A Hull lot of fun
Phil Clarke nominates David Hodgson's last-gasp try as his highlight of a captivating Magic Weekend.
Last Updated: 30/05/12 12:59pm
I didn't see Houdini, Copperfield, Blaine or Daniels, but I did see some Magic tricks at the Etihad Stadium during Round 15.
For the record, we had a total of 79 tries from the seven games played and I think we all saw some brilliant rugby league.
It was quite appropriate that the event took place at the Etihad. This Arabic word loosely translates to a uniting of organisations, a coming together of all the clubs in the Stobart Super League set well in the sunshine of east Manchester.
We had a record attendance of just over 63,000, which was quite similar to the numbers that attended the Magic events in Cardiff and Edinburgh. A deeper analysis of the ticket sales will tell us if these are the same 60,000 people who are willing and able to travel to an 'away day' for all 14 clubs.
I'm not sure of the purpose or goals of the Magic round but felt that it gave the players a chance to play in a big stadium, and the supporters of teams who might not make it to Wembley or the Grand Final to shout for their side on a bigger stage.
It was also interesting to see all 14 teams perform on the same pitch over a two-day period, giving you a midseason chance to decide who the best players and teams were.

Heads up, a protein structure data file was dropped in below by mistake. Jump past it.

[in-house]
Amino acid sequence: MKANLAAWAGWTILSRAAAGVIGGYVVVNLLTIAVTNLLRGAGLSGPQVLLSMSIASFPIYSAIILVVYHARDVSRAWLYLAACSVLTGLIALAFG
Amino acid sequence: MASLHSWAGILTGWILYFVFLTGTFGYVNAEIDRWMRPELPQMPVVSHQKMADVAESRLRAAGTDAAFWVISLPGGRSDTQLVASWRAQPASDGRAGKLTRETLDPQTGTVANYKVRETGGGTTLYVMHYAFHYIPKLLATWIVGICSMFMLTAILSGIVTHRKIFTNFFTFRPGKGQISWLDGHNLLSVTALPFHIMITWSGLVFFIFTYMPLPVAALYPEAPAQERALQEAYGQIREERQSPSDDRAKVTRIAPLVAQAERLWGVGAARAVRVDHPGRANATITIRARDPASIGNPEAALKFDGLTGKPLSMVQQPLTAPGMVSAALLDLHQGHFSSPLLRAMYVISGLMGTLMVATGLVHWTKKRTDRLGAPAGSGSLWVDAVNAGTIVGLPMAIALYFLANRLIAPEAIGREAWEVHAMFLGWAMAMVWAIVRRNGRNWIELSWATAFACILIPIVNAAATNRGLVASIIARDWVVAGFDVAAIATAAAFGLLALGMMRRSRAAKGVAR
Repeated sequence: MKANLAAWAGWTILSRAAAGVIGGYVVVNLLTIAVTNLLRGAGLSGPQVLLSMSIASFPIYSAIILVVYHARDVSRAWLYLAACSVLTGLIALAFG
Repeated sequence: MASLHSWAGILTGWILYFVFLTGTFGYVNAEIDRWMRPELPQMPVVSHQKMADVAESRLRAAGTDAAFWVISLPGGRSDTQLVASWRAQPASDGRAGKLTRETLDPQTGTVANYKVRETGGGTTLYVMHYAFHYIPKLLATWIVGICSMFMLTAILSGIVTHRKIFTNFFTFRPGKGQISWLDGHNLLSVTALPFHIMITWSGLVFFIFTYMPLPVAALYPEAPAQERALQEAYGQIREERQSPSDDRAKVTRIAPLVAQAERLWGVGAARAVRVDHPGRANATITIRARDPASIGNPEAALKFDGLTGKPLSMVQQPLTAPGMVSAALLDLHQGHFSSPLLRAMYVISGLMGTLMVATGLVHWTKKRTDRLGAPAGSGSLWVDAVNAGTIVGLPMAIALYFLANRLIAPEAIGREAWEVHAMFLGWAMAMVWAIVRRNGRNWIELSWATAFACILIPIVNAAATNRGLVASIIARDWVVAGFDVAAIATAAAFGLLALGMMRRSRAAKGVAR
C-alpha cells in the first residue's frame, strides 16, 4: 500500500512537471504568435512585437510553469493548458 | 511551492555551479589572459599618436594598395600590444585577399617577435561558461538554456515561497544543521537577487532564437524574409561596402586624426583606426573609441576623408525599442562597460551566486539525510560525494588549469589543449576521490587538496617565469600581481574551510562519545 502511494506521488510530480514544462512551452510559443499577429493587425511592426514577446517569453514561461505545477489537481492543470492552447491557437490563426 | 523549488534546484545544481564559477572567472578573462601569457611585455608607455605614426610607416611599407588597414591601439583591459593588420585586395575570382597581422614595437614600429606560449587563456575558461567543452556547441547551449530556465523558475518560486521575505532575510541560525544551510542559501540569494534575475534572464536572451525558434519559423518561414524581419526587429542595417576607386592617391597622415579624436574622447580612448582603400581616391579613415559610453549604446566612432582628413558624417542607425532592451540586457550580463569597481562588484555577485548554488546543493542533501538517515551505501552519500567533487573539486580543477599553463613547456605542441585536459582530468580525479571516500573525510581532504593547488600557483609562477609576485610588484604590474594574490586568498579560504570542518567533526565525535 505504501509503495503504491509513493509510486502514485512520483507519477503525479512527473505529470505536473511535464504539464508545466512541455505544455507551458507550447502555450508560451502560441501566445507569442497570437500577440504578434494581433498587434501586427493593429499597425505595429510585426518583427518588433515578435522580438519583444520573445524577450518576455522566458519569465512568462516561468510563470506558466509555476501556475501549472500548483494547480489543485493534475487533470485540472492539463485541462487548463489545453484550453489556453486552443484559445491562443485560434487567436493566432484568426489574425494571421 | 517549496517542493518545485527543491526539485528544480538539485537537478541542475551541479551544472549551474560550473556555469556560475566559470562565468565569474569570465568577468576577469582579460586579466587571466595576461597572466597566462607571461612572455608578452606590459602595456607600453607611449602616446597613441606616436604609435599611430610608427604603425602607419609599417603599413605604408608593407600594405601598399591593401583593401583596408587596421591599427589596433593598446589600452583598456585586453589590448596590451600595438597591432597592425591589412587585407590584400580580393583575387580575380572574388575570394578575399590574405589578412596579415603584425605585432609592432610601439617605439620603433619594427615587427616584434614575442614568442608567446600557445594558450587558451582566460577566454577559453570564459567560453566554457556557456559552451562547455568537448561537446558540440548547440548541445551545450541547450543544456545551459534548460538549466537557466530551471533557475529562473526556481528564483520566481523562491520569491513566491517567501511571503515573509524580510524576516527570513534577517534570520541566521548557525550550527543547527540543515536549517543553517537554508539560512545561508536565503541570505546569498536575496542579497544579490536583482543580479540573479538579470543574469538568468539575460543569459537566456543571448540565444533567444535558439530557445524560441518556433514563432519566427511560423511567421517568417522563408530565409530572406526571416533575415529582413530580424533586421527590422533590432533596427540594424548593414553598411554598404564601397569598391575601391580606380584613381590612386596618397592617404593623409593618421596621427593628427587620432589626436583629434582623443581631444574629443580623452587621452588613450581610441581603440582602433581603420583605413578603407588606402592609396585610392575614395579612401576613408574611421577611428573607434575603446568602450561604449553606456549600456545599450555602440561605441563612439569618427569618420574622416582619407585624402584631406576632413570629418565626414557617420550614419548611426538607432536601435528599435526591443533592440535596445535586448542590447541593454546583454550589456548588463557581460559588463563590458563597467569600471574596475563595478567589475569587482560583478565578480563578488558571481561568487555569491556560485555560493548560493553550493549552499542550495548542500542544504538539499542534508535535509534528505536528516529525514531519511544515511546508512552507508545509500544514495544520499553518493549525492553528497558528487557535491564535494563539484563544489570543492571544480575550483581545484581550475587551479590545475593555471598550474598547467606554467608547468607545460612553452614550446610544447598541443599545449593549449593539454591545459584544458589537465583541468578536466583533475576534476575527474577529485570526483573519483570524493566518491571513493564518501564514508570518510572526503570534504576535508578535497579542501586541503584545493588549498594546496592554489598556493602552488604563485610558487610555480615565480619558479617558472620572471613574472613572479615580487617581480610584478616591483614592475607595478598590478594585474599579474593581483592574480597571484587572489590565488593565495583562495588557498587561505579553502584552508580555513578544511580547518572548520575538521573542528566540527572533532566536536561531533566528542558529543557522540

Everyone will have a different opinion on the star performers from Round 15, but I think that most people would agree that the best entertainment came at the end of the Hull FC-Hull KR match.
I find the tries scored by wingers to be the most exciting for players and spectators. Usually it's taken a high degree of skill and timing to get the ball the ball to the wider men and this was certainly the case for David Hodgson's try.
His ability to go 'in and away', running infield to stand up his opponent and then quickly changing direction to go away from him and towards the sideline, with a chance that he might be forced out of play, is my favourite type of try.
The fact that this would decide the match heightened the pressure on Hodgson and had everybody in the ground on their feet. There are some magic moments in sport that you never forget seeing and this was one of those for me.
What were the others? Well, Danny McGuire's five tries were special, as was the win for Salford. They entertained from start to finish and made more passes in their match against Huddersfield than they have in any other this season.
Wigan's defence against St Helens, meanwhile, was brutal and I'll never forget a tackle by Michael McIlorum on Ade Gardner - and neither will Ade!
I know that the sun shining makes a big difference on people's impression of an event. It's much easier to enjoy yourself watching seven hours of rugby in the sun than it is in the rain.If the club owners and the supporters want to see it again, then let's hope that Magic 2013 is even bigger. It is always a risk playing seven consecutive games on the same pitch, and we were lucky with the weather. But there was a feel-good factor that was hard to quantify and I'd like it again.
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MORE THAN RESULTS